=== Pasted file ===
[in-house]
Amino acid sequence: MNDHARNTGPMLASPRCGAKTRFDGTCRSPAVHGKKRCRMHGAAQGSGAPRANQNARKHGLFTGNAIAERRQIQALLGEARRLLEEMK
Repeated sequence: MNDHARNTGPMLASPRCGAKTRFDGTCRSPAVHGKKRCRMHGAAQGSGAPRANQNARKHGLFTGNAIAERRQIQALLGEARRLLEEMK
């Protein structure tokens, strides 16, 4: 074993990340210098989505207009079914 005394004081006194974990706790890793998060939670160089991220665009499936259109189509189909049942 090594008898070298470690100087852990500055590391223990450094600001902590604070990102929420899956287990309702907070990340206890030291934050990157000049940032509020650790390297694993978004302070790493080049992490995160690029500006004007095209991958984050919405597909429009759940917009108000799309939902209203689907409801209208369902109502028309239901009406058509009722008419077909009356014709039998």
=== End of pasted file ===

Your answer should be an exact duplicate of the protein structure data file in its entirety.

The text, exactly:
[in-house]
Amino acid sequence: MNDHARNTGPMLASPRCGAKTRFDGTCRSPAVHGKKRCRMHGAAQGSGAPRANQNARKHGLFTGNAIAERRQIQALLGEARRLLEEMK
Repeated sequence: MNDHARNTGPMLASPRCGAKTRFDGTCRSPAVHGKKRCRMHGAAQGSGAPRANQNARKHGLFTGNAIAERRQIQALLGEARRLLEEMK
């Protein structure tokens, strides 16, 4: 074993990340210098989505207009079914 005394004081006194974990706790890793998060939670160089991220665009499936259109189509189909049942 090594008898070298470690100087852990500055590391223990450094600001902590604070990102929420899956287990309702907070990340206890030291934050990157000049940032509020650790390297694993978004302070790493080049992490995160690029500006004007095209991958984050919405597909429009759940917009108000799309939902209203689907409801209208369902109502028309239901009406058509009722008419077909009356014709039998």